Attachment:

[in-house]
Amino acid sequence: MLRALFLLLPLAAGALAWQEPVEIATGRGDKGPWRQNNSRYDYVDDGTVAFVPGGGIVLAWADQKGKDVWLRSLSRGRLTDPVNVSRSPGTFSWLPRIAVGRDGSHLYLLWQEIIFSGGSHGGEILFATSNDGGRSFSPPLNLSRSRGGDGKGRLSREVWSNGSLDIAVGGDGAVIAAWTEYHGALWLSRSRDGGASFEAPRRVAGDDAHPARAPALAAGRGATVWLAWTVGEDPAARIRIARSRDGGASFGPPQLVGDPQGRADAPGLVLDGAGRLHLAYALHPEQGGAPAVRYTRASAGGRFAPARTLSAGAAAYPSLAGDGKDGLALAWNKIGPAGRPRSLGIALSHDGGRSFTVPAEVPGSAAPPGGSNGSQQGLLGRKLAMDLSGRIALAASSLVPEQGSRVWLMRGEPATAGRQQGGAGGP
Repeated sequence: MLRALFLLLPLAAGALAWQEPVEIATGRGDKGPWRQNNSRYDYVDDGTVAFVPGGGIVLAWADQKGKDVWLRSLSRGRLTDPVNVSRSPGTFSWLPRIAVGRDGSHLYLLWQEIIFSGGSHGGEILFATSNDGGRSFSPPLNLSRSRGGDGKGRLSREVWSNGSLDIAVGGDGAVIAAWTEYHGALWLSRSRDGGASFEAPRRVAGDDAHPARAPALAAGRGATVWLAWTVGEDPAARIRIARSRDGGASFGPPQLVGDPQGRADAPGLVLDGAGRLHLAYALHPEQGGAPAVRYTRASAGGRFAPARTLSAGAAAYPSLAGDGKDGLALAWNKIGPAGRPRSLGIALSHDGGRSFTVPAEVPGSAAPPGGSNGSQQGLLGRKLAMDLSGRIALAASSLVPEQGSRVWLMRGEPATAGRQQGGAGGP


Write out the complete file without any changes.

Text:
[in-house]
Amino acid sequence: MLRALFLLLPLAAGALAWQEPVEIATGRGDKGPWRQNNSRYDYVDDGTVAFVPGGGIVLAWADQKGKDVWLRSLSRGRLTDPVNVSRSPGTFSWLPRIAVGRDGSHLYLLWQEIIFSGGSHGGEILFATSNDGGRSFSPPLNLSRSRGGDGKGRLSREVWSNGSLDIAVGGDGAVIAAWTEYHGALWLSRSRDGGASFEAPRRVAGDDAHPARAPALAAGRGATVWLAWTVGEDPAARIRIARSRDGGASFGPPQLVGDPQGRADAPGLVLDGAGRLHLAYALHPEQGGAPAVRYTRASAGGRFAPARTLSAGAAAYPSLAGDGKDGLALAWNKIGPAGRPRSLGIALSHDGGRSFTVPAEVPGSAAPPGGSNGSQQGLLGRKLAMDLSGRIALAASSLVPEQGSRVWLMRGEPATAGRQQGGAGGP
Repeated sequence: MLRALFLLLPLAAGALAWQEPVEIATGRGDKGPWRQNNSRYDYVDDGTVAFVPGGGIVLAWADQKGKDVWLRSLSRGRLTDPVNVSRSPGTFSWLPRIAVGRDGSHLYLLWQEIIFSGGSHGGEILFATSNDGGRSFSPPLNLSRSRGGDGKGRLSREVWSNGSLDIAVGGDGAVIAAWTEYHGALWLSRSRDGGASFEAPRRVAGDDAHPARAPALAAGRGATVWLAWTVGEDPAARIRIARSRDGGASFGPPQLVGDPQGRADAPGLVLDGAGRLHLAYALHPEQGGAPAVRYTRASAGGRFAPARTLSAGAAAYPSLAGDGKDGLALAWNKIGPAGRPRSLGIALSHDGGRSFTVPAEVPGSAAPPGGSNGSQQGLLGRKLAMDLSGRIALAASSLVPEQGSRVWLMRGEPATAGRQQGGAGGP